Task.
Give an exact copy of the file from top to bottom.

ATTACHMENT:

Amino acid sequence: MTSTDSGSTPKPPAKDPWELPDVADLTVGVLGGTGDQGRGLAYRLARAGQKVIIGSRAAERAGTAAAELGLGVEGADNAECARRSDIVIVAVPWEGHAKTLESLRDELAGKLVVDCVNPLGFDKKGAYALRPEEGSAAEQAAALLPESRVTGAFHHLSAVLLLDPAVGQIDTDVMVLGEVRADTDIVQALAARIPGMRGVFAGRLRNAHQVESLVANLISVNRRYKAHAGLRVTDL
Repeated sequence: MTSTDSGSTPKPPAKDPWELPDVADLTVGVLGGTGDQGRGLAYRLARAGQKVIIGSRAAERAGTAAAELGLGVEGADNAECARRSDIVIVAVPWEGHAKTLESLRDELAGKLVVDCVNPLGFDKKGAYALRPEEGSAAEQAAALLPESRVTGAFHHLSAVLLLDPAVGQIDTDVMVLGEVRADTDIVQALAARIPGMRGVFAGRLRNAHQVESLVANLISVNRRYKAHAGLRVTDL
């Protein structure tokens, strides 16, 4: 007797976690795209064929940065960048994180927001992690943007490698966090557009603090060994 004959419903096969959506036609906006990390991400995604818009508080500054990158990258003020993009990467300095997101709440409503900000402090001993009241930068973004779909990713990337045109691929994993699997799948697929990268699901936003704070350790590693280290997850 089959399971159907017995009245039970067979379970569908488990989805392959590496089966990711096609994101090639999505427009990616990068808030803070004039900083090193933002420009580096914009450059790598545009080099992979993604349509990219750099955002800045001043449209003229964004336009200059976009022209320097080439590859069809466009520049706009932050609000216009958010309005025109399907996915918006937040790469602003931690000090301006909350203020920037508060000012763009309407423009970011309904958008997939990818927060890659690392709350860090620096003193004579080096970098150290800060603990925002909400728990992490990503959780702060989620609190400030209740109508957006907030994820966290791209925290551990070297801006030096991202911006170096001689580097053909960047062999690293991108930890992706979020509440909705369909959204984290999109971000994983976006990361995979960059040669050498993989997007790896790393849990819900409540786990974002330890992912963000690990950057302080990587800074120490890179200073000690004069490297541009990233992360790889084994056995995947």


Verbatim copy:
Amino acid sequence: MTSTDSGSTPKPPAKDPWELPDVADLTVGVLGGTGDQGRGLAYRLARAGQKVIIGSRAAERAGTAAAELGLGVEGADNAECARRSDIVIVAVPWEGHAKTLESLRDELAGKLVVDCVNPLGFDKKGAYALRPEEGSAAEQAAALLPESRVTGAFHHLSAVLLLDPAVGQIDTDVMVLGEVRADTDIVQALAARIPGMRGVFAGRLRNAHQVESLVANLISVNRRYKAHAGLRVTDL
Repeated sequence: MTSTDSGSTPKPPAKDPWELPDVADLTVGVLGGTGDQGRGLAYRLARAGQKVIIGSRAAERAGTAAAELGLGVEGADNAECARRSDIVIVAVPWEGHAKTLESLRDELAGKLVVDCVNPLGFDKKGAYALRPEEGSAAEQAAALLPESRVTGAFHHLSAVLLLDPAVGQIDTDVMVLGEVRADTDIVQALAARIPGMRGVFAGRLRNAHQVESLVANLISVNRRYKAHAGLRVTDL
């Protein structure tokens, strides 16, 4: 007797976690795209064929940065960048994180927001992690943007490698966090557009603090060994 004959419903096969959506036609906006990390991400995604818009508080500054990158990258003020993009990467300095997101709440409503900000402090001993009241930068973004779909990713990337045109691929994993699997799948697929990268699901936003704070350790590693280290997850 089959399971159907017995009245039970067979379970569908488990989805392959590496089966990711096609994101090639999505427009990616990068808030803070004039900083090193933002420009580096914009450059790598545009080099992979993604349509990219750099955002800045001043449209003229964004336009200059976009022209320097080439590859069809466009520049706009932050609000216009958010309005025109399907996915918006937040790469602003931690000090301006909350203020920037508060000012763009309407423009970011309904958008997939990818927060890659690392709350860090620096003193004579080096970098150290800060603990925002909400728990992490990503959780702060989620609190400030209740109508957006907030994820966290791209925290551990070297801006030096991202911006170096001689580097053909960047062999690293991108930890992706979020509440909705369909959204984290999109971000994983976006990361995979960059040669050498993989997007790896790393849990819900409540786990974002330890992912963000690990950057302080990587800074120490890179200073000690004069490297541009990233992360790889084994056995995947």